Affirmative action supporters rally in Diag against Connerly

BY
BY CIANNA FREEMAN AND MICHAEL GUROVITSCH
Daily Staff Reporters
Published October 31, 2003

A diverse mixture of student groups populated the Diag yesterday to raise awareness about affirmative action and to encourage voter registration as part of “National Take Affirmative Action Day.”

Janna Hutz
Michigan NAACP President Shy Averett, LSA sophomore Courtney Mays, and University NAACP Vice President Teri Russiello voice their support for affirmative action policies on the Diag during the National NAACP Day rally yesterday. (SETH LOWER/Daily)

Several organizations specifically focused on defeating the Ward Connerly initiative. Connerly, a University of California regent and founder of American Civil Rights Coalition, is working to propose a state constitutional amendment for the November 2004 ballot.

The Michigan Civil Rights Initiative would allow residents to decide whether state universities can use race as a factor in admissions.

“We want to promote voter turnout for the referendum Ward Connerly is trying to put through. We are trying to get people to register and vote against it,” said Rackham student Mark Villacorta, member of Students of Color of Rackham.

“ (The rally) is about unity with different arguments. But we work toward the same goal — informing people about affirmative action and fighting Ward Connerly,” said Charsha Mauldin, a member of the University’s NAACP chapter.

Teri Russiello, vice president of the NAACP’s University chapter, also said it was important to defeat the Connerly proposal. “Voting will be the only way to combat Connerly and the signatures,” Russiello said, referring to the 317,517 signatures needed to get the referendum on the ballot.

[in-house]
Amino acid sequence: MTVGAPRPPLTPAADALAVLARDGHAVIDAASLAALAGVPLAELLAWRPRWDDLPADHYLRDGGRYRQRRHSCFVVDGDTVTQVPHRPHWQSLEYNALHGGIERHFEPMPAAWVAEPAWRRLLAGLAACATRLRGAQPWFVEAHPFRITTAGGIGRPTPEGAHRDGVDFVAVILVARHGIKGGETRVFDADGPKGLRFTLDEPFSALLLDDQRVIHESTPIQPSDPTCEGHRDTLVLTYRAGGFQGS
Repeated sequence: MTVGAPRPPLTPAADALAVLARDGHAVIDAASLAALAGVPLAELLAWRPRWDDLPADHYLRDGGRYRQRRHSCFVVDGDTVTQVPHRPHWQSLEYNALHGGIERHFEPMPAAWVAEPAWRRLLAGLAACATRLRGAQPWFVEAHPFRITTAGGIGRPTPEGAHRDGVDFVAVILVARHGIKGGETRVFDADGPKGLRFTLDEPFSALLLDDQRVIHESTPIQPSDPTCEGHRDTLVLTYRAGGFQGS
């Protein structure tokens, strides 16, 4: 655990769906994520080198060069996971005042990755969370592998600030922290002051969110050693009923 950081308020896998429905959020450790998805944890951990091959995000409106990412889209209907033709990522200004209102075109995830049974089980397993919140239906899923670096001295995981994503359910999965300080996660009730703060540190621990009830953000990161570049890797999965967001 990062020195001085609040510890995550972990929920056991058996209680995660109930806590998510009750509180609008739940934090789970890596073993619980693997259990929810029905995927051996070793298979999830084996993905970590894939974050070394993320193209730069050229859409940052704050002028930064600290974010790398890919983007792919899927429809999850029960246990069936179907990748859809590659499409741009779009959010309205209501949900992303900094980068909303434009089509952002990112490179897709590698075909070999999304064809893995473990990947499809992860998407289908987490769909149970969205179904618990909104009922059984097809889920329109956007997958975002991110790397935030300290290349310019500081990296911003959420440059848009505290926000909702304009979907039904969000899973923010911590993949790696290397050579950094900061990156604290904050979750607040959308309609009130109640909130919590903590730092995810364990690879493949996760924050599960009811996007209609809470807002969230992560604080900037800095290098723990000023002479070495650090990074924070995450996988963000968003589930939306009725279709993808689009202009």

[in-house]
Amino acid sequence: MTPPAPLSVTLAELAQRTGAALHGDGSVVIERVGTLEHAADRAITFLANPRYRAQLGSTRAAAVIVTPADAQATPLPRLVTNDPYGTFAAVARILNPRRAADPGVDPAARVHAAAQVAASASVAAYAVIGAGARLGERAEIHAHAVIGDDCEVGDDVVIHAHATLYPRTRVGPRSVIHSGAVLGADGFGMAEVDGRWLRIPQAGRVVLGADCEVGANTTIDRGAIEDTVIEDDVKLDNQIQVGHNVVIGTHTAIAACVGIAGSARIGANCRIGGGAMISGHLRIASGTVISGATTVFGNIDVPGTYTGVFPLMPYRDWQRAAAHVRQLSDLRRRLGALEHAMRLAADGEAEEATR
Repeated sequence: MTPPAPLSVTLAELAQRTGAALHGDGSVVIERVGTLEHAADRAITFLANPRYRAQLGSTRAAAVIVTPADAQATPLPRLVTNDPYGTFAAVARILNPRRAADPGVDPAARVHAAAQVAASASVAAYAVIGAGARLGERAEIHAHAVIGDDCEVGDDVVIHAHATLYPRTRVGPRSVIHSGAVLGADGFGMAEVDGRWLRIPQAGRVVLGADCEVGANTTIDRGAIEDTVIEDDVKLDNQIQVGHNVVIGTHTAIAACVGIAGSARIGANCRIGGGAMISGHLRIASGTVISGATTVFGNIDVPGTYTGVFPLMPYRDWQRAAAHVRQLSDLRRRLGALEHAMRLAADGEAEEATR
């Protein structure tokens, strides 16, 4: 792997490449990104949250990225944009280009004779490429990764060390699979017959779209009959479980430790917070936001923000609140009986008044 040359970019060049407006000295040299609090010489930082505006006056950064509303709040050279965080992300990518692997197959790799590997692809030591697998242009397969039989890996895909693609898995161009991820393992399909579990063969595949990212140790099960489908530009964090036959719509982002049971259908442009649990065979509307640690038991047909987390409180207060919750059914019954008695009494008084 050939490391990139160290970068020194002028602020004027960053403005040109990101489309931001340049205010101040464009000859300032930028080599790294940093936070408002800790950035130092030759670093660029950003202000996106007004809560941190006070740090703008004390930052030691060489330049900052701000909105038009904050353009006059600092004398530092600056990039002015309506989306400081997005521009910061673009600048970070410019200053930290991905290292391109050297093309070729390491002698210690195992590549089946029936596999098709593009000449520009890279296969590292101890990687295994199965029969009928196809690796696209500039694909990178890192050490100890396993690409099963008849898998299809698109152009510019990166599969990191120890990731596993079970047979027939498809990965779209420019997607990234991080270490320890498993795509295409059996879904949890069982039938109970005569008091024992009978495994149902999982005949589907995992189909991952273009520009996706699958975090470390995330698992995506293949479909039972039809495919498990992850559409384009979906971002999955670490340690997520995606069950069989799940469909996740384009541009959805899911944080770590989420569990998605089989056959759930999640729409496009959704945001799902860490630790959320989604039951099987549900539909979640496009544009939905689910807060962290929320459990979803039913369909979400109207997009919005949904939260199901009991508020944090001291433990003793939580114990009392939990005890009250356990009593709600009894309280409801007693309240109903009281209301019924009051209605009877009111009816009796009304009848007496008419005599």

The rally featured a table where students could officially register to vote. “No matter where you are on the political spectrum, you need to increase voter turnout. That’s how you speak your piece here in America,” said Brandon White, member of Students Supporting Affirmative Action.

SSAA member Harlyn Pacheco said the event was successful because all the groups were able to work together toward the common goal of preserving affirmative action, although all groups have their own agendas. “It’s time to move the message forward and defend our Michigan education,” Pacheco said.

Before the rally, the NAACP and SSAA held an information session called “The Evolution of Affirmative Action Panel.” At the event, panelists discussed the impact that Connerly’s proposition would potentially have on the affirmative action and the U.S. Supreme Court’s decisions handed down last June, which upheld the Law School’s admissions policy while striking down the LSA’s point system.

“We do consider this to be a victory for the University of Michigan and all higher education,” said Jonathon Alger, assistant general counsel at the University.

But Afro-American and African studies Prof. Larry Rowley said there are more people opposed to affirmative action in Michigan than those who support it, and therefore it should be easy for Connerly to get the required signatures to place the proposal on the ballot.

Rowley was referring to a survey conducted by The Associated Press last month which said 52 percent of Michigan residents oppose affirmative action.

— Daily Staff Reporter Alison Go contributed to the report.